The Hartford Wolf Pack's 6-2 victory Saturday night over the visitng Bridgeport Sound Tigers was one of the most lopsided AHL games I've ever seen. By the end of the second period, the Wolf Pack had taken a 5-1 lead on the Sound Tigers, outshooting Bridgeport 39-7, and had also cleaned house by winning two fights (including Martin Grenier putting Doug Christiansen on the seat of his pants with one huge punch).

No doubt the clamoring for Thomas Pöck to be brought up to the Rangers will continue, as Pöck had another outstanding game offensively with a goal and three assists. The line of Dawes, Helminen, and Genoway scored yet again, with Dawes netting his 11th goal of the season. Ivan Baranka had a more physical edge to his game than usual, getting involved in two scuffles tonight, including one after the final horn had sounded. Blake Bellefeuille, recently called up from Charlotte and signed to a PTO contract, finished off his own rebound to score a nifty goal in the second period that was all effort.

They hate us in Scandinavia USA vs. Finland

Prior to the Wolf Pack game, there was an afternoon game played between the USA Women's team and Finland. This was my first time seeing a women's hockey game up close, and the play was much more physical than the no-contact hockey that I was expecting. The teams seemed fairly evenly matched at the start, but the best two or three players on the ice were definitely on the American side (especially Krissy Wendell, who is a standout skater and puck handler), with the Americans having a considerable size advantage as well. If I remember correctly, the Finnish squad didn't record more than one shot on goal throughout the entire second period and through most of the third, and the U.S. ended up winning, 5-3.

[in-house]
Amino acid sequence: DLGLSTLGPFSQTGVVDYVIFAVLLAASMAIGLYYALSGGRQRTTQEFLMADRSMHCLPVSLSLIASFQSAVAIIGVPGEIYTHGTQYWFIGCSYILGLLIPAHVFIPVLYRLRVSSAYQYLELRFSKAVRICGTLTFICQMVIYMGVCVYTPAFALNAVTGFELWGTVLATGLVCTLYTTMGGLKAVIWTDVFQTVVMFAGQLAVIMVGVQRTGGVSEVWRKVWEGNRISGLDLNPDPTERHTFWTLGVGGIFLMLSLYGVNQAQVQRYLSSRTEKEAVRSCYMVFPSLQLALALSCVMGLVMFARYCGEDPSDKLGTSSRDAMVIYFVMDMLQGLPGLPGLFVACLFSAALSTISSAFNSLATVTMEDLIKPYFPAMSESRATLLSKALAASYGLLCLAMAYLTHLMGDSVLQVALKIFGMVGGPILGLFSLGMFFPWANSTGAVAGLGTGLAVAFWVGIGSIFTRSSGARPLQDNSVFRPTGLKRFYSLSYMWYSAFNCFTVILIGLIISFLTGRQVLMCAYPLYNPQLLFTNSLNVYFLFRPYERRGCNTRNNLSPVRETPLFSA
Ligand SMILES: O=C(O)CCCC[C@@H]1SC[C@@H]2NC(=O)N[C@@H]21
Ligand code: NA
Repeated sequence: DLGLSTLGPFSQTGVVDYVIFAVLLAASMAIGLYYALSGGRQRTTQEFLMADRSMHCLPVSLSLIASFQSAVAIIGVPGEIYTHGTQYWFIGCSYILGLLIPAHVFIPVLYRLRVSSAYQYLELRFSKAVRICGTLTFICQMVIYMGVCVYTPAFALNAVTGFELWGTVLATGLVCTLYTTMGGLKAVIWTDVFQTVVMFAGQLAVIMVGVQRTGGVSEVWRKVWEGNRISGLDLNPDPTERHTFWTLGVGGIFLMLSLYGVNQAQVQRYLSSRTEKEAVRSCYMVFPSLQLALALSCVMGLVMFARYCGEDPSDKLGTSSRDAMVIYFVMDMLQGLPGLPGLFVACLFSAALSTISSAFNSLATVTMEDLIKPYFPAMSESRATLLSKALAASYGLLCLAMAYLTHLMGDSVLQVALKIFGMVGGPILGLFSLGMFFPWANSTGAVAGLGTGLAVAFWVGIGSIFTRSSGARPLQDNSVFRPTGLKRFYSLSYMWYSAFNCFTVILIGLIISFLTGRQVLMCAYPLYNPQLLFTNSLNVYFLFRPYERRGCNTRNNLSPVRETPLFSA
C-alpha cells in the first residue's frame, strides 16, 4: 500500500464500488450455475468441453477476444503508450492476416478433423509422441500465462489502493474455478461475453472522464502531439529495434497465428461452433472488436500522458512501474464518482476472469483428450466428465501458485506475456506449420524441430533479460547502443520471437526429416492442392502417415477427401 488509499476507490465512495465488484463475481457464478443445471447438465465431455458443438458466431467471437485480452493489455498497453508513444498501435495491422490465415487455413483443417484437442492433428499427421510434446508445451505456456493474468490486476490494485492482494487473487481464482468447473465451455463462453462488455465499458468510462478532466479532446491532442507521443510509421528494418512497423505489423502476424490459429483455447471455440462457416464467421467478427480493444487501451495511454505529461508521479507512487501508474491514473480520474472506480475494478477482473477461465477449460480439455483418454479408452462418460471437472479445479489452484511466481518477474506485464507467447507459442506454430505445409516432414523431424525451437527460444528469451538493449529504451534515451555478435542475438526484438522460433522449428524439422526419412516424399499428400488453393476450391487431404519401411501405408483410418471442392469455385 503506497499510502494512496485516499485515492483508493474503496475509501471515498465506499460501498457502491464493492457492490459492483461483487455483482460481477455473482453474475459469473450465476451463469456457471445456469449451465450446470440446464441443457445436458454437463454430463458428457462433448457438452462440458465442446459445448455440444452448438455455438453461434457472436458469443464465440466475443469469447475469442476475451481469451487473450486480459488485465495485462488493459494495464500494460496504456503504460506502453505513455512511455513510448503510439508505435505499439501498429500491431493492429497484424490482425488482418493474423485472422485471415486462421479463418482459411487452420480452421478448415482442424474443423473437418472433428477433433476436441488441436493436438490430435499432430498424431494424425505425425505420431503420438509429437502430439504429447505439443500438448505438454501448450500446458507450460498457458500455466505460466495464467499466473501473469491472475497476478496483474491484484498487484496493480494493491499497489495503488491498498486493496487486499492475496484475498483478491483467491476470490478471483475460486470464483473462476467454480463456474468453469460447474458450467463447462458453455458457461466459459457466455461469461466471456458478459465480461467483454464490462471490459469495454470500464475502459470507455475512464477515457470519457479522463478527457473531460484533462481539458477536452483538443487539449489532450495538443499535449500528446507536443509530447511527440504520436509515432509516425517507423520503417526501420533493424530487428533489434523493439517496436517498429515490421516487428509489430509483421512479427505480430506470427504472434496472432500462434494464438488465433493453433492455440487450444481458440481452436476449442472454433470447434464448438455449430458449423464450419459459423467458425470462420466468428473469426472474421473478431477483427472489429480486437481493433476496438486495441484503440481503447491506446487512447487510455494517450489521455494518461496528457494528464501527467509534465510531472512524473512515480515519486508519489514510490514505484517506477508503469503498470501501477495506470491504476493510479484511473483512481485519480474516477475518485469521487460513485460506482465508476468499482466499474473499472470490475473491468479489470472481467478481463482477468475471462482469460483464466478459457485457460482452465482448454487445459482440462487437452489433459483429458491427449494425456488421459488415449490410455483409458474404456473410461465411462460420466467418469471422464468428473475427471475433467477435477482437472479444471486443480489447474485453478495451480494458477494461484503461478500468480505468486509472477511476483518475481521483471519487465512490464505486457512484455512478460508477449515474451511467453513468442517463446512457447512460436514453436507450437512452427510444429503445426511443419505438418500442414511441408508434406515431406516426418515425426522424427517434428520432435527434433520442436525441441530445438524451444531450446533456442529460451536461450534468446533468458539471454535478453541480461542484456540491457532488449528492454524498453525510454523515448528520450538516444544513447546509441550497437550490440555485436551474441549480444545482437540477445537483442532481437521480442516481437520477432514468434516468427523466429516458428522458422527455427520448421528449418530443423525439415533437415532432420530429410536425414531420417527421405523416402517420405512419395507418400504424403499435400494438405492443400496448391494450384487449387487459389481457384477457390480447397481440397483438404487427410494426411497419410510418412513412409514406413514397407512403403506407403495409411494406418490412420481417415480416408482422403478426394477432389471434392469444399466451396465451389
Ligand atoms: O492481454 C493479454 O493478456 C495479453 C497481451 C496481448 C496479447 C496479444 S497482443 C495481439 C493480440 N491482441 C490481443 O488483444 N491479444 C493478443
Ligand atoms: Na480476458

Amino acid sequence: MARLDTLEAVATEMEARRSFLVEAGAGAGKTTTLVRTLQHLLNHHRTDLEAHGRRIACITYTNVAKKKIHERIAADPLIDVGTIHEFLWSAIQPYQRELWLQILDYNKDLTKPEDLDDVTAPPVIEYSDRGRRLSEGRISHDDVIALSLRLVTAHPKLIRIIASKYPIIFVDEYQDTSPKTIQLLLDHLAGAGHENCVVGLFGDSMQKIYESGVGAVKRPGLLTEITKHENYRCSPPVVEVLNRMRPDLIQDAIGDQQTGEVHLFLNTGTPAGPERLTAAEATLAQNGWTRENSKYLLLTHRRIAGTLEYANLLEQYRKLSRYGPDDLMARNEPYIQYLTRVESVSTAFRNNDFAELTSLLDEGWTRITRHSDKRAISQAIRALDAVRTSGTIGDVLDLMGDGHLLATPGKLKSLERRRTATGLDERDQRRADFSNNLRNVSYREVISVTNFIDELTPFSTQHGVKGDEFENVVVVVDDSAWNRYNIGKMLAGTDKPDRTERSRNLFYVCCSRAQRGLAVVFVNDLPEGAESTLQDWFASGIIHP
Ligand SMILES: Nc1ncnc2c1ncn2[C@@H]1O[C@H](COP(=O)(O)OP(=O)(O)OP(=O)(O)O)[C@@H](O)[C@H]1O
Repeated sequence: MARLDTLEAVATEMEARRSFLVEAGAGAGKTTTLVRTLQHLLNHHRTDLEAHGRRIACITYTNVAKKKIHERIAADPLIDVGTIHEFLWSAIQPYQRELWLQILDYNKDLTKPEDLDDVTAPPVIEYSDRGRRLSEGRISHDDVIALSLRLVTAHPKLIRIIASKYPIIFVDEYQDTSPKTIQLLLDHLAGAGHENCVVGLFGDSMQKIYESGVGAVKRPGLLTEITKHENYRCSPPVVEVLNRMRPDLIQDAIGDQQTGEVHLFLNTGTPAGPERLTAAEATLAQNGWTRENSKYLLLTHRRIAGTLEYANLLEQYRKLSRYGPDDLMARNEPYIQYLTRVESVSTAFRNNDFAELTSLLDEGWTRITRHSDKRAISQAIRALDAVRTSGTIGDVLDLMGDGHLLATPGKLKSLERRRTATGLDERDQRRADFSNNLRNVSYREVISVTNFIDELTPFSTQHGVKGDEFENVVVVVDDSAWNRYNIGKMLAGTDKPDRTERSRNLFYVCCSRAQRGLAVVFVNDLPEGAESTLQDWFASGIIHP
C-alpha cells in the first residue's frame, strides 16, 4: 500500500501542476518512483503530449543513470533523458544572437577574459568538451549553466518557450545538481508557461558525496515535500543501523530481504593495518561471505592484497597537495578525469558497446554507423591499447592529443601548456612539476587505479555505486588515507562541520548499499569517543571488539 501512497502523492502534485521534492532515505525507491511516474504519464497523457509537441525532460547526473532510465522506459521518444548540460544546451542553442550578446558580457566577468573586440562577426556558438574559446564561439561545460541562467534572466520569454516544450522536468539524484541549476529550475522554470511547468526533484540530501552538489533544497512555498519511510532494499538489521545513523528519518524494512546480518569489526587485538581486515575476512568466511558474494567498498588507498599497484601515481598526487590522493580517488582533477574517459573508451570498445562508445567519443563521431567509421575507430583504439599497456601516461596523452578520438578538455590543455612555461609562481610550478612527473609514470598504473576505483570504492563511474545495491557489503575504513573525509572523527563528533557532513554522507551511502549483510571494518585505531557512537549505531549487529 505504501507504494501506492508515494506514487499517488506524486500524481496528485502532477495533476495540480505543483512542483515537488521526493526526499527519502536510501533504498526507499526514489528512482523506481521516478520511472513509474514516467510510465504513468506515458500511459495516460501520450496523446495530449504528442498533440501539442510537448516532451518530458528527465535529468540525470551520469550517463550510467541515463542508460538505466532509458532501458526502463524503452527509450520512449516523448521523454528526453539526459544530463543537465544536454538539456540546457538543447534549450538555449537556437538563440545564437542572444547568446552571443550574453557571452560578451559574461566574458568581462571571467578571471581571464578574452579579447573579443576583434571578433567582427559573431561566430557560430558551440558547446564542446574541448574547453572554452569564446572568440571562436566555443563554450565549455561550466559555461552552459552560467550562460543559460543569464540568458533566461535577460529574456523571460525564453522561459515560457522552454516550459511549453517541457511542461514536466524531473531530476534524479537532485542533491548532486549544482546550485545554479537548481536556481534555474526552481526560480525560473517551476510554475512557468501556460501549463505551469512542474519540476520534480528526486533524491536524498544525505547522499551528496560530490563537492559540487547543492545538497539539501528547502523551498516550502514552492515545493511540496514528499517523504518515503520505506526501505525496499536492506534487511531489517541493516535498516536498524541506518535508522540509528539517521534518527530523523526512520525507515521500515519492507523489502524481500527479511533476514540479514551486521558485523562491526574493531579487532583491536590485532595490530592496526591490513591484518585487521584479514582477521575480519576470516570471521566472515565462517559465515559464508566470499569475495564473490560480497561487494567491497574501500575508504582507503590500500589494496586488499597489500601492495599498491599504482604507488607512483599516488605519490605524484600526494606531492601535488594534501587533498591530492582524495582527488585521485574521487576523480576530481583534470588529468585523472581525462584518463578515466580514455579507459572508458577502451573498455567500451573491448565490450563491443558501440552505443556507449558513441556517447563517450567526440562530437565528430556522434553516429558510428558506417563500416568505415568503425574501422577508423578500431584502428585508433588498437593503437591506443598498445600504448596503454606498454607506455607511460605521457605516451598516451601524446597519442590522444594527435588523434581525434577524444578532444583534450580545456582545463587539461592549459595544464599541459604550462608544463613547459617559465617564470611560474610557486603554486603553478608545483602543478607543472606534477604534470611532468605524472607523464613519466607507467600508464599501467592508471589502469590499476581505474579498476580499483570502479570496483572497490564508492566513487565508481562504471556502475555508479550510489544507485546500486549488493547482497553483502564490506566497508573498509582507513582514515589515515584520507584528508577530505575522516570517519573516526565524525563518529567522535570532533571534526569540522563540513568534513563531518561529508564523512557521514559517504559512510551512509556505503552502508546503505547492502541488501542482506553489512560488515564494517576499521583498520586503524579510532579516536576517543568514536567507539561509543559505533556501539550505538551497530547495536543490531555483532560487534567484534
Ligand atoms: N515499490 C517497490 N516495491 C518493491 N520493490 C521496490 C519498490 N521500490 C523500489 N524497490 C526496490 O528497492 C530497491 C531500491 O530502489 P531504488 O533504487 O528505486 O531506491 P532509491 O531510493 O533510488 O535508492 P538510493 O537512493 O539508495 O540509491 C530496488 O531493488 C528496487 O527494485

Thursday, December 15, 2005

Jeff Jacobs Buys The Monorail

Set 'em up til we're dead

This recent Jeff Jacobs column in the Hartford Courant, while based upon the very real possibility of MSG losing its lease with the Civic Center, is otherwise so full of horseshit that it deserves to be ridiculed:

Circle Jan. 21 in red. No, better yet, circle Jan. 21 in Whalers green and blue. That's the deadline - the Wolf Pack's 20th home game - for the Connecticut Development Authority to exercise its option on the Civic Center agreement with Madison Square Garden. If the CDA elects to terminate, MSG and the Wolf Pack would leave at the end of the current AHL season.

This is a chance for a capital city to define itself. A billion dollars have been poured into a Convention Center, a huge hotel, etc., and what is our big selling point to outsiders? A science center? Casinos an hour away?

How about taking another shot at the major leagues?